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crimes against animals still not illegal

Sweden fails to implement bestiality laws

Published tisdag 21 augusti 2012 kl 15.09
"As much value as humans"
(2:31 min)
Photo: Amy Sancetta/Scanpix

Bestiality is not an illegal offence in Sweden, at least not yet. While veterinarians and animal rights organisations have been trying to change the law, various authorities here say that implementing a prohibition would be a complicated process.

Cases of bestiality pose challenges to existing police methods for investigating crimes. Today, the sexual assault of an animal is classed as cruelty to animals, but it is uncommon for anyone to be charged with the crime because courts require evidence that the animal has suffered in the attack.

Thomas Eriksson is in charge of animal-related crimes at the Swedish Police. He tells Swedish Radio News that more sophisticated DNA methods are needed to gather crucial evidence in the case of crimes against animals, as the animals can not provide spoken testimonies.

"In order to get someone convicted of a crime like this, we need DNA evidence. And as it stands today, the state forensic laboratories simply aren't accustomed to analyzing animal DNA," Eriksson says.

Earlier this year, an investigation into the issue presented its conclusions in support of making all kinds of bestiality a punishable crime in Sweden. However, the study showed that in order for that to be possible, changes need to be made to the systems that deal with these kinds of crimes.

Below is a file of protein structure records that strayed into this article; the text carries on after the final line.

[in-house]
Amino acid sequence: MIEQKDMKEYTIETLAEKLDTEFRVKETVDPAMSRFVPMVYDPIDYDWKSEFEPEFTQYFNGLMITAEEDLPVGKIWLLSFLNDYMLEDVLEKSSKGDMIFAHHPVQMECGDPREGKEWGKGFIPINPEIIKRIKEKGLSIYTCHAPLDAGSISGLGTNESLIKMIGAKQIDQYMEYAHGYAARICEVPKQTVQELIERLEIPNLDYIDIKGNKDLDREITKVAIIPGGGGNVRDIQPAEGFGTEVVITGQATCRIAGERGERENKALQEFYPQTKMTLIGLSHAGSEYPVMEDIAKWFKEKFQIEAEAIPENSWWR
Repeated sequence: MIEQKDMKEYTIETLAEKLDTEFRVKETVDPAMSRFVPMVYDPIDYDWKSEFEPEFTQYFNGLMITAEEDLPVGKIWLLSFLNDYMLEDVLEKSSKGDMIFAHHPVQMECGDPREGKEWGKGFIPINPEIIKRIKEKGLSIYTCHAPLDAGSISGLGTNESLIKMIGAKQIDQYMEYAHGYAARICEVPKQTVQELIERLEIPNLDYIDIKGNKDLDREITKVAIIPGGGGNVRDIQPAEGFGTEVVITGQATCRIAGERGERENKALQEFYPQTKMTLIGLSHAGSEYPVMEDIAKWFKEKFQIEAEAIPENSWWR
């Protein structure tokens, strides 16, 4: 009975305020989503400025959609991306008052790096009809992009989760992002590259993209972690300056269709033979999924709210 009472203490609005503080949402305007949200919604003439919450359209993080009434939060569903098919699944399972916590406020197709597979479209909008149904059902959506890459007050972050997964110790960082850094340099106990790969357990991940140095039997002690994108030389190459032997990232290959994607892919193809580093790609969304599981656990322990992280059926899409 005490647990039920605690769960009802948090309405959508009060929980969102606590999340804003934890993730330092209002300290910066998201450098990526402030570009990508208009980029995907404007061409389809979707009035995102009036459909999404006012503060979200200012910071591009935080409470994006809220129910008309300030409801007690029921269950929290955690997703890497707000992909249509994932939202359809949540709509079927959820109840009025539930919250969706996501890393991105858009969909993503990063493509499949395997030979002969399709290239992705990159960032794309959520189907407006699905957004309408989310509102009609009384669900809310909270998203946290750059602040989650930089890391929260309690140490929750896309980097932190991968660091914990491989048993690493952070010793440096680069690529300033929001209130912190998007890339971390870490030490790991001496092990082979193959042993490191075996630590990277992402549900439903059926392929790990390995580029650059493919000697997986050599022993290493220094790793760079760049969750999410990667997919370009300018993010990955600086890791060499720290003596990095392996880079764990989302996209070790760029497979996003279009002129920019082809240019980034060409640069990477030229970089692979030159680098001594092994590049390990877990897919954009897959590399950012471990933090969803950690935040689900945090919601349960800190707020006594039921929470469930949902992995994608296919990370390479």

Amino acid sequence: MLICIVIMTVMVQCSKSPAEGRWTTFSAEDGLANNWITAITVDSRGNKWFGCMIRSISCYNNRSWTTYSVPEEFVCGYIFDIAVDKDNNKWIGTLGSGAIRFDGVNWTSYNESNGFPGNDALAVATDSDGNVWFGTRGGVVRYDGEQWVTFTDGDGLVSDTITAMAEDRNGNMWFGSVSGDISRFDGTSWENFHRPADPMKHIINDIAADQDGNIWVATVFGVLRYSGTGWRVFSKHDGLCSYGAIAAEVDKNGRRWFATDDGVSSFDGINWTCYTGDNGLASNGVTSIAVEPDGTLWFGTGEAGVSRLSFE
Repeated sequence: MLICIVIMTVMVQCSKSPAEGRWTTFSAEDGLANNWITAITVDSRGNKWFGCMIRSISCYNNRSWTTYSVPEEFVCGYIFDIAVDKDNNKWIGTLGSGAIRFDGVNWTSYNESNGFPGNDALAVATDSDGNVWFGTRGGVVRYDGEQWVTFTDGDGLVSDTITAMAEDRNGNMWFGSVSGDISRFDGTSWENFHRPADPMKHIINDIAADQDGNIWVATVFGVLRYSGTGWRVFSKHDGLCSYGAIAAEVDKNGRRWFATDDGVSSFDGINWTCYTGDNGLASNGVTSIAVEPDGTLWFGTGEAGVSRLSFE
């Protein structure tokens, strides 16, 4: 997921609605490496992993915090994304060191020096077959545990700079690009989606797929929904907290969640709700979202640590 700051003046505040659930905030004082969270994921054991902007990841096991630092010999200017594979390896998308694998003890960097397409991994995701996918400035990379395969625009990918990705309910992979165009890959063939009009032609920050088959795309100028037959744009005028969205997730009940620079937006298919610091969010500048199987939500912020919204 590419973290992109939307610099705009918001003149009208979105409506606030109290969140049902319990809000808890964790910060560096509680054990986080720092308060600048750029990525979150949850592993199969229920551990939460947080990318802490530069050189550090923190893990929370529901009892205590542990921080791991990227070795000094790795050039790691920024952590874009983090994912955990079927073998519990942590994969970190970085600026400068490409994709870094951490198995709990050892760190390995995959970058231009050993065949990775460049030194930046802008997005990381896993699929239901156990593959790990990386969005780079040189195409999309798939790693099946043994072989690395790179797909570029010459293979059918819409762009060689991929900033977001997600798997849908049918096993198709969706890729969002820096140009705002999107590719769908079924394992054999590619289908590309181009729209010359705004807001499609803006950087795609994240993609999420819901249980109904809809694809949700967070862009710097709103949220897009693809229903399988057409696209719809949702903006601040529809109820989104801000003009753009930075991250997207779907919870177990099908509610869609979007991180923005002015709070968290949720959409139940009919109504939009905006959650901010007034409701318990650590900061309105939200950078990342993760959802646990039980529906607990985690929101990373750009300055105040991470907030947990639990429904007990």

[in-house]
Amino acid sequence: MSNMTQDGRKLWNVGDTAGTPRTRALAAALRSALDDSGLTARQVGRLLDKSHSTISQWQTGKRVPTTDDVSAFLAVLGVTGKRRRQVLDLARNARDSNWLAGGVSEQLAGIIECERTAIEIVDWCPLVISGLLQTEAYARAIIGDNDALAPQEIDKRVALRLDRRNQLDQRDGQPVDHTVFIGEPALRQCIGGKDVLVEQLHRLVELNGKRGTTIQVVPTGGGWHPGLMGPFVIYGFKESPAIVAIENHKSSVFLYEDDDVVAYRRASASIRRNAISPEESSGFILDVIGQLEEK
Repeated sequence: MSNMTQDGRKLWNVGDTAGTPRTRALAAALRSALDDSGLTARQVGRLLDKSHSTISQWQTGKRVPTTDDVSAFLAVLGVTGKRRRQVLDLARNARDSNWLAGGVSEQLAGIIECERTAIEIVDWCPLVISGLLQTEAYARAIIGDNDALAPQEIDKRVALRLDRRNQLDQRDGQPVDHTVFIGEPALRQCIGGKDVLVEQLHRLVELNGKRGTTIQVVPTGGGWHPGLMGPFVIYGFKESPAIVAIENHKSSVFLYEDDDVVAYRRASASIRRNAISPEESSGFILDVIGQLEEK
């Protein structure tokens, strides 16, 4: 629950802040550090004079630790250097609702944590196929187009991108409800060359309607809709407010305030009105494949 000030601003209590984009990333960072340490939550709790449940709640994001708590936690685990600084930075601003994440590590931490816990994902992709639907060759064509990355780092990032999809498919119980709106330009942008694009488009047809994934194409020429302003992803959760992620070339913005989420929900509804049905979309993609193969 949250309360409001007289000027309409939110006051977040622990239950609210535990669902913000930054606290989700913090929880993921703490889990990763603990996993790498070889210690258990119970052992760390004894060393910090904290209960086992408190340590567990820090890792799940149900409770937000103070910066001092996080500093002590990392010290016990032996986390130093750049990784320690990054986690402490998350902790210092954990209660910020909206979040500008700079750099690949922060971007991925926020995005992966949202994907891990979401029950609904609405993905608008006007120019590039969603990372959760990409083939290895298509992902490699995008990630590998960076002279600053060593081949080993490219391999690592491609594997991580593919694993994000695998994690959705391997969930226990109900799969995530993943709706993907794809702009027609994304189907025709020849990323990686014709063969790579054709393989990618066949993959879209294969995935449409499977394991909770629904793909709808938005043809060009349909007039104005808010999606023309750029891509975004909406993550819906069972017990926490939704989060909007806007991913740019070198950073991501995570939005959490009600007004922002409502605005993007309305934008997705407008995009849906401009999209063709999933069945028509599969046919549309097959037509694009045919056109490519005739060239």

And according to Johan Beck-Friis, head of information at the Swedish Veterinary Association, making those changes is not much of a priority.

"There's not much interest in how to go about it, nor is there much knowledge. We don't have good methods for analyzing the evidence, like the crime scenes, DNA traces or the animal's physical injuries," he says.

While the legal framework still needs to be adjusted, there are many who would welcome a ban on bestiality.

A few years ago reports that a goat had been sexually assaulted on the Vissmålen 4-H farm in Huskvarna in southern Sweden led to great outrage, when no perpetrator was ever able to be legally charged.

Maria Stigsson from the 4-H farm told Swedish Radio News that animal rights need to be protected by the law.

"Animals have as much value as humans", she says. "They haven't chosen to be locked up and for us to limit their natural behavior. They've been raised to trust humans, she goes on, and for them to be put through something like this is horrible."

Our journalism is based on credibility and impartiality. Swedish Radio is independent and not affiliated to any political, religious, financial, public or private interests.
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